During the 1990s the United States undertook the greatest social policy reform since the Social Security Act of 1935. In Welfare Reform: Effects of a Decade of Change, Jeffrey Grogger and Lynn Karoly assemble evidence from numerous studies, including nearly three dozen social experiments, to assess how welfare reform has affected behavior. To broaden our understanding of this wide-ranging policy reform, the authors evaluate the evidence in relation to an economic model of behavior. The evidence they collect reveals the trade-offs that policymakers face in achieving the conflicting goals of promoting work, reducing dependency, and alleviating need among the poor. Finally, the authors identify numerous areas where important gaps remain in our understanding of the effects of welfare reform.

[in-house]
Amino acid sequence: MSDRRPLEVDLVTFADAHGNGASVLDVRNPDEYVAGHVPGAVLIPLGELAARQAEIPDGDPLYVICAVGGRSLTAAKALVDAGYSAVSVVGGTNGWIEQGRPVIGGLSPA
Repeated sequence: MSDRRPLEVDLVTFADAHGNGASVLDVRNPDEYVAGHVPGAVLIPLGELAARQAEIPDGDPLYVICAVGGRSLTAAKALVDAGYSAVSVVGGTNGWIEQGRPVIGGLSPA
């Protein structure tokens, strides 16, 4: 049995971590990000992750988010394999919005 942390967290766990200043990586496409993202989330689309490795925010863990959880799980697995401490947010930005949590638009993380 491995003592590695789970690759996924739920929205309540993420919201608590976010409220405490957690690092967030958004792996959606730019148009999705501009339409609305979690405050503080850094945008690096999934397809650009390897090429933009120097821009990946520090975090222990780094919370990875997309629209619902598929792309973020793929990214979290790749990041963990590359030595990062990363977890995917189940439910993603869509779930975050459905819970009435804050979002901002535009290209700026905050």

The book will be a crucial resource for policy economists, social policy specialists, other professionals concerned with welfare policy, and students.
It is likely that future scholarship on U.S. welfare reform will take Grogger-Karoly as the starting point, view it as the definitive assessment of the state of the art, and use it as a springboard for future research. Scholars who want to assemble and assess evidence on the effects of policy changes in other policy arenas will want to consult this work as an exemplar of how to do it well.
This is an excellent book – comprehensive, well organized, and clear. It will be a widely cited and used reference in the welfare policy research community.
- 352 pages
- 7 x 10 inches
- Harvard University Press
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